By ANTONIO GONZALEZ, AP Sports Writer
SANTA CLARA, Calif. (AP) — Cory Nelms ran off the field in the middle of the San Francisco 49ers' practice Wednesday to go watch television. Don't worry, he had special permission.
Call it an Olympic moment.
The second-year cornerback cheered on girlfriend T'erea Brown in the final of the 400-meter hurdles from eight time zones away, watching the fellow American finish sixth in London after posting a personal best of 54.21 seconds in the semifinals. Brown ran the final in 55.07. Natalya Antyukh of Russia won in 52.70.
"It was exciting. Your heart is pumping out your chest," Nelms said after watching the final. "You don't know what's going to happen when that light goes off and you're just a spectator like everybody else.
"I'm definitely proud of her. I'm definitely sure she went out there and did her best. I'm thinking maybe it's been a long week. Peaking two times back to back, that's a lot on your body. Maybe that's all she had this year."
In many ways, this week has been a culmination of hard work for the couple.
Nelms is a former hurdler at the University of Miami, where he met Brown and walked on the football team. Nelms also won hurdles in the 60-meter indoor (2009) and 110-meter outdoor (2010) at the Atlantic Coast Conference championships.
Nelms signed with San Francisco as an undrafted free agent last year and spent the season on the practice squad, splitting time at cornerback and safety. He earned the Thomas Herrion Award, presented annually to a rookie or first-year player "who has taken advantage of every opportunity, turned it into a positive situation and made their dream turn into a reality" in honor of Herrion, who collapsed and died after a 2005 exhibition game in Denver.
Now Nelms is looking to earn a spot on 53-man roster.
"Cory's a jack of all trades," defensive coordinator Vic Fangio said. "We play him at corner and safety. We've kind of focused him at safety here primarily lately. But he's played both corner, and you guys also know that he's played some wide receiver in the past. So he's trying to make this team primarily as a safety, but also as a jack of all trades."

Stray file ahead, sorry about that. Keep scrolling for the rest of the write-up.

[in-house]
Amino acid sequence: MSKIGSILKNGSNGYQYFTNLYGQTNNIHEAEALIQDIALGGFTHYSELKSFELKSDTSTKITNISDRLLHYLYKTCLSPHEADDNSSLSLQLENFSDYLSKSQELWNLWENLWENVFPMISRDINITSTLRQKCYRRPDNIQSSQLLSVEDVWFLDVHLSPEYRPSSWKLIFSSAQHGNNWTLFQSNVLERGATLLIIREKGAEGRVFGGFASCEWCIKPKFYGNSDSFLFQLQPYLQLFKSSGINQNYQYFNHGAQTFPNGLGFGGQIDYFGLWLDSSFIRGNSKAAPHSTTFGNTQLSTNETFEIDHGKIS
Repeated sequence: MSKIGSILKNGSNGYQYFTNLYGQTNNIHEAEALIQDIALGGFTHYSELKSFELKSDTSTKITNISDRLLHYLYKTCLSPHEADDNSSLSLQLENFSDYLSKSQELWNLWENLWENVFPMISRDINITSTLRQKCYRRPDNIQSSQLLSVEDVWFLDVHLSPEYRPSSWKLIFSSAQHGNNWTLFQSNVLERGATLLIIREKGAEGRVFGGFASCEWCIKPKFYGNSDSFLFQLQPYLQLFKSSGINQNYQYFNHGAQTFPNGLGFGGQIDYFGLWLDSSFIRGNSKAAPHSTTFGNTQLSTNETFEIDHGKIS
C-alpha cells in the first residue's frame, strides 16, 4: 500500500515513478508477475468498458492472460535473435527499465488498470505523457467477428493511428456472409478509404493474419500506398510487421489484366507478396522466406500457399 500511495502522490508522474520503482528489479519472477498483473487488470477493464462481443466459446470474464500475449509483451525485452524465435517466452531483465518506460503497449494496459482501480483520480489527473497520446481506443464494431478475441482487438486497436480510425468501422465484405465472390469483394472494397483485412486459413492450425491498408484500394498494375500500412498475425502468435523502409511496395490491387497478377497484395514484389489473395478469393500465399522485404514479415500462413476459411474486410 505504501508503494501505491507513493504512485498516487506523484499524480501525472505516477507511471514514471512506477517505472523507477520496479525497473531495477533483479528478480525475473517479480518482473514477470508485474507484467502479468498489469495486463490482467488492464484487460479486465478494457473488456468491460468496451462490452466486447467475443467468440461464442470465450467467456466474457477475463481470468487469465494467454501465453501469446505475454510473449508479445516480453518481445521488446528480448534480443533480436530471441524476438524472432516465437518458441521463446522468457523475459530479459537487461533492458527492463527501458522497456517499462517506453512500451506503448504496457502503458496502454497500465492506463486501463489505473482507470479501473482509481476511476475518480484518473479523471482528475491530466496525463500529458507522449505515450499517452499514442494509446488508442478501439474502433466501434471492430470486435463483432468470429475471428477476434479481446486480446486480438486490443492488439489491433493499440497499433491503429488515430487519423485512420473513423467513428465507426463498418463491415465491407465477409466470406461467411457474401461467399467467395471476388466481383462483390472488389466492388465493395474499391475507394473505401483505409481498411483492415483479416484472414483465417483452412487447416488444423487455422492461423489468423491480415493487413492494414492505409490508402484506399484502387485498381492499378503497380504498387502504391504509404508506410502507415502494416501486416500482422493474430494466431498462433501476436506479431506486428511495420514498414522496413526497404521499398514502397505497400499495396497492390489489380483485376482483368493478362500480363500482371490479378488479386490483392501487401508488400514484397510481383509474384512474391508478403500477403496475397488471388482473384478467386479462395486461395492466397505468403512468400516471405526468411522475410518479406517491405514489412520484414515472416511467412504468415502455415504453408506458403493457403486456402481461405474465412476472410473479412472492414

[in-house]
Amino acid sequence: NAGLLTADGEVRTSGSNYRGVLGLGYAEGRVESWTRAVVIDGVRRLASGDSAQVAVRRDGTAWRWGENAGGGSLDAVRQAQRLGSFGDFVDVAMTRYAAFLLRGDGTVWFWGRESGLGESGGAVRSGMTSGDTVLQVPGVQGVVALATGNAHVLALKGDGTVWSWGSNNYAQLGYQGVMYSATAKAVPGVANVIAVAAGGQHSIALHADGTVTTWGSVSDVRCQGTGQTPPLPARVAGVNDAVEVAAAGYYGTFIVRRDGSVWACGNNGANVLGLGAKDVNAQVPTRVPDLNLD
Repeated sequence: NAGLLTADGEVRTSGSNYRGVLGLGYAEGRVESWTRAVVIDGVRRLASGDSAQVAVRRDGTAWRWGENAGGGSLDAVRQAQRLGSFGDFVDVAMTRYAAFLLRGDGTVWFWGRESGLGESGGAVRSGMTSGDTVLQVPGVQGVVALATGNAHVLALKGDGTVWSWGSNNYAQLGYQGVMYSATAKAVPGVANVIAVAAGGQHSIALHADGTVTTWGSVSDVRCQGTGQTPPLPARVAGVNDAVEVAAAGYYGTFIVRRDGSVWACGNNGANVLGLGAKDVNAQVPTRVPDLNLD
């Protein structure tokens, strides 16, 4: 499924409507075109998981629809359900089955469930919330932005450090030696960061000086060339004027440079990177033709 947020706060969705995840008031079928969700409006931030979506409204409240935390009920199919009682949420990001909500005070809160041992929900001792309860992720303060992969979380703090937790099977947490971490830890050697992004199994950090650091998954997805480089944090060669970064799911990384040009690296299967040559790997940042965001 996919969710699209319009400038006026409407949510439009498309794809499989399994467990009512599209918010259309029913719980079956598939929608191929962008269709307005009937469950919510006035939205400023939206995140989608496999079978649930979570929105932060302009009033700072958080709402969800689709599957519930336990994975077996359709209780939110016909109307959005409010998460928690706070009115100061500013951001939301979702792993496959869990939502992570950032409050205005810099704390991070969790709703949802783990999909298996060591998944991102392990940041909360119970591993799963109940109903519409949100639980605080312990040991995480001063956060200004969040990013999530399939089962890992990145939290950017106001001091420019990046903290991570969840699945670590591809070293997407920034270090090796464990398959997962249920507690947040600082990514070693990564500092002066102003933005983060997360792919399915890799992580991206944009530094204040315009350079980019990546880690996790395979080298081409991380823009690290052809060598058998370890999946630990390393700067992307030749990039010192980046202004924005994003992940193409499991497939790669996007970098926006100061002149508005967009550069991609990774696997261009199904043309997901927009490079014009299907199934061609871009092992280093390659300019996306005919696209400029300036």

Nelms still has a love for track and stays close to the sport through his, well, new love.
He said he reached out to Brown even before she arrived as a freshman at Miami in 2007, the two started talking, working out together and "it just went on from there." The couple lives together in South Florida. Brown, now 22, visits the Bay Area during football season when she's not running track, which should keep her busy through September.
The 24-year-old Nelms still misses the sport. Defensive lineman Demarcus Dobbs joined him to watch some of the Olympic re-runs at night last week, and Nelms said he had flashbacks to his track days.
"I told him like, `Man, if I wasn't playing football, I'd definitely be in London right now,'" Nelms said.
Nelms is too busy working on football to run hurdles anymore. He helped set up the course for Brown along with Miami track coach Amy Deem in the offseason, participating once just to see "if I still had it." He said Brown still can't beat him -- but it's getting closer.
"Yeah, I still got it," he said. "She's definitely a lot faster than when I left."
Nelms is just happy that defensive backs coach Ed Donatell approached head coach Jim Harbaugh to excuse the cornerback from practice to watch the hurdles finals. He said he hadn't had a chance to talk to Brown just yet but planned to wish her well -- and he believes she'll be a stronger contender at the 2016 Games in Rio de Janeiro.
While he would've loved to be in London, Nelms said sharing the experience from more than 5,000 miles away was special.
"It's definitely incredible and I'm definitely proud of her," he said. "It was an experience for her and me both."